Asian stocks sag, dollar falls vs yen as Nikkei recoils

By Shinichi Saoshiro

TOKYO (Reuters) – Asian stocks sagged on Wednesday, taking their lead from weaker U.S. shares, while the dollar slid against the yen as Tokyo’s Nikkei recoiled in volatile trade.

Crude oil prices continued to decline as negotiations between Iran and world powers over nuclear technology with potential supply implications extended beyond a deadline.

South Korean and Australian shares both lost 0.6 percent and Malaysian and Indonesian stocks were also lower. MSCI’s broadest index of Asia-Pacific shares outside Japan stood little changed, meandering in and out of the red.

Chinese shares, one of the region’s best performers last quarter thanks to hopes for more monetary easing by Beijing, bucked the trend. The Shanghai Composite Index (.SSEC) climbed a seven-year high with a soft Purchasing Managers’ Index (PMI) reading the latest indicator to reinforce the case for more easing.

Japan’s Nikkei was down 0.9 percent after losing as much as 1.4 percent in volatile trade as investors sold recent gainers to lock in profits on the first day of the Japanese financial year. A soft Bank of Japan business sentiment survey also weighed on the Nikkei.

S&P futures (ESc1) were down 0.6 percent after earlier shedding more than 1 percent.

Though they registered a ninth straight quarterly advance, the S&P 500 and Nasdaq closed Tuesday lower as healthcare and energy shares retreated.

The dollar fell to as low as 119.42 yen (JPY=) from an overnight high of 120.37. Many market participants, particularly foreign investors, sell the yen to hedge their equities positions, so the Japanese currency tends to gain whenever stocks drop.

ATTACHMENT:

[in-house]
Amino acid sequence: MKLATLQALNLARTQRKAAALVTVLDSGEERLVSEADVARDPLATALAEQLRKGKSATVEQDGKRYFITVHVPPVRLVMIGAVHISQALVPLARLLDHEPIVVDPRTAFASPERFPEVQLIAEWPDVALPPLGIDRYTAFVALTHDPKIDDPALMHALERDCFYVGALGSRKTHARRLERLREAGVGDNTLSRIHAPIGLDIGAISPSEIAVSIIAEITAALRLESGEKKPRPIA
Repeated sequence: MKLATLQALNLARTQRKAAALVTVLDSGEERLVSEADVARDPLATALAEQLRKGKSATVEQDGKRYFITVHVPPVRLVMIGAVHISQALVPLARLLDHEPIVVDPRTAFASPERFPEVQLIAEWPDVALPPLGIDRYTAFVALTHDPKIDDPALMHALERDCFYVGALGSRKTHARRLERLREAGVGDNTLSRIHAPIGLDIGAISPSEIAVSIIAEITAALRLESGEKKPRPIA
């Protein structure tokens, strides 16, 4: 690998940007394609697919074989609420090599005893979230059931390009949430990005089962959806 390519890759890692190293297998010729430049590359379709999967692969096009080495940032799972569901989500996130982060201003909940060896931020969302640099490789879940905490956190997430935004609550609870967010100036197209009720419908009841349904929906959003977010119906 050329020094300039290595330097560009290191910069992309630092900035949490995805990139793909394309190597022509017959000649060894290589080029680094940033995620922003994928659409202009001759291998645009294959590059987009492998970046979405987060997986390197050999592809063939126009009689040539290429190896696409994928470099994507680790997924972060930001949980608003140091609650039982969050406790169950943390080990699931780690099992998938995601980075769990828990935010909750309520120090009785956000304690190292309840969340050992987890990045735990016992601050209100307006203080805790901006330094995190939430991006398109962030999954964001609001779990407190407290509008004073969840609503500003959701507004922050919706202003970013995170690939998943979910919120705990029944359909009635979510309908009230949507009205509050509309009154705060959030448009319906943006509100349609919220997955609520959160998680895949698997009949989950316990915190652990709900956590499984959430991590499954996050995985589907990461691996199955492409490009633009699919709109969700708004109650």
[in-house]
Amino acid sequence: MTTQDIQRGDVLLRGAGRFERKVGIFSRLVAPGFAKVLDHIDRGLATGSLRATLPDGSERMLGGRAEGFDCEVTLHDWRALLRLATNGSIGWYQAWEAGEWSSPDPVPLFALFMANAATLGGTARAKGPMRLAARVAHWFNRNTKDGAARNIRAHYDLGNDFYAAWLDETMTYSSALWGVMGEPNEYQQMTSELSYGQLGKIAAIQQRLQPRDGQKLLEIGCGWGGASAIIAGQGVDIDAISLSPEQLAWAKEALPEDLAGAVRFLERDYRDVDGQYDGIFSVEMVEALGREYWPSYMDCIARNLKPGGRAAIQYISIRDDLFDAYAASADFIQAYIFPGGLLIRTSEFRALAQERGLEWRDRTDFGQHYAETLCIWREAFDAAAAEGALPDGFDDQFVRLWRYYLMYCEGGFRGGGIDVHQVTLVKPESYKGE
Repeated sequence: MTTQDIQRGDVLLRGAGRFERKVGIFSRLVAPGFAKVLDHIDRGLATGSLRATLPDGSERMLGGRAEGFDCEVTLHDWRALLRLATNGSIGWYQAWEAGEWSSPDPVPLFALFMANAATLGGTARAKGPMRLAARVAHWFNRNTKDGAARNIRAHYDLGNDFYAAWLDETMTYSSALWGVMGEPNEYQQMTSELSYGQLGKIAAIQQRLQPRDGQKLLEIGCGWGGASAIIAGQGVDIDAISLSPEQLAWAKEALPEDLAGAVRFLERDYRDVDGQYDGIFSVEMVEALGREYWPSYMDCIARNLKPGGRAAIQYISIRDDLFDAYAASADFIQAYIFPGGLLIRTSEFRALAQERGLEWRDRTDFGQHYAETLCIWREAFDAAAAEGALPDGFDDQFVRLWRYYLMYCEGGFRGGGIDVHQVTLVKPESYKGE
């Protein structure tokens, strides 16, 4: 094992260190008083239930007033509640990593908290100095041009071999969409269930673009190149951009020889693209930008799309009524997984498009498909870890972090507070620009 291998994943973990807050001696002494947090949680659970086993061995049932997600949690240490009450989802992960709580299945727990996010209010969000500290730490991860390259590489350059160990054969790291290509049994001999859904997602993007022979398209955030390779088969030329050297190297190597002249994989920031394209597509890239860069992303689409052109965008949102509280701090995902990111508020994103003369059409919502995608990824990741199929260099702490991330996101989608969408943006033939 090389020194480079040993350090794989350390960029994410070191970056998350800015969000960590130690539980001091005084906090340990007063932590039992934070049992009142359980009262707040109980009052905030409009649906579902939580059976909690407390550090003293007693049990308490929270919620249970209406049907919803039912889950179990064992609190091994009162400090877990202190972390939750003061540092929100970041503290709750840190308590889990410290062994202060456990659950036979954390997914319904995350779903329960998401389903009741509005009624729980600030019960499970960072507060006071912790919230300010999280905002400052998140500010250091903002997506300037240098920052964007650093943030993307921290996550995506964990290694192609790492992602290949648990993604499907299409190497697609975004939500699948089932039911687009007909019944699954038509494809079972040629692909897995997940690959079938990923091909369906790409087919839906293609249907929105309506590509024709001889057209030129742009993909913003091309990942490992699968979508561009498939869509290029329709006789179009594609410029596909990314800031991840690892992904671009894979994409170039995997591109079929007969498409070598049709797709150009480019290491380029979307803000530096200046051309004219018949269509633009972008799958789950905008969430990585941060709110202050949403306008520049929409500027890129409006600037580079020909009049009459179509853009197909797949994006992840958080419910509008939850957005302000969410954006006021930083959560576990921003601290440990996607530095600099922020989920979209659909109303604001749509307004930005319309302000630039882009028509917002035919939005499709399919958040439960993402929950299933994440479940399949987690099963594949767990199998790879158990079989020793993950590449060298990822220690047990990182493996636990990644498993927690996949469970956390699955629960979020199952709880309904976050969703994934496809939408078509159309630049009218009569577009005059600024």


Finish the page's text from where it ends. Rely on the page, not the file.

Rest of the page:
The euro was up 0.4 percent at $ 1.0773 (EUR=), pulling back from an 11-day low of $ 1.0713 as the dollar floundered.

The Greek debt crisis weighed on the common currency again after Greece failed on Tuesday to reach an initial deal on reforms with its lenders, a precondition for financial help.Without a deal with the European Union and IMF, Athens faces the prospect of running out of money in a few weeks.

“The ECB’s 18-month quantitative easing programme only began in March and to this day, Greece is a ticking time bomb for the Eurozone,” Kathy Lien, Managing Director of FX Strategy for BK Asset Management, said in a note.

“Even though a deal was reached with their creditors back in February, Greece could still be pushed out of the monetary union and this risk is weighing heavily on the currency.”

In commodities, U.S. crude oil was down 0.5 percent at $ 47.34 (32 pounds) a barrel (CLc1) after losing 2.2 percent on Tuesday.

Talks between six world powers and Iran over Tehran’s nuclear programme extended past a March 31 deadline as the parties edged towards a deal but failed to agree to crucial details such as the lifting of U.N. sanctions.

The powers want Iran to accept restrictions on its nuclear programme in exchange for the lifting of export sanctions. A deal would in theory mean more crude from oil-rich Iran entering an already oversupplied market.

Still, some suggested that lifting of sanctions may not automatically mean an immediate, visible increase in global supply.

“Whether or not there is an Iranian nuclear deal, we do not expect a flood of oil into the market as a consequence,” head of commodity markets strategy and oil strategy at BNP Paribas, Harry Tchilinguirian, told Reuters Global Oil Forum.

“Which sanctions will be lifted and the uncertainty in the timing of lifting suggest that Iran will not be in position to significantly add to the current oversupply in the market,” he said.

(Additional reporting by Jacob Gronholt-Pedersen in Singapore; Editing by Eric Meijer)

Nikkei Futures

nikkeifutures.org@imediaone.com

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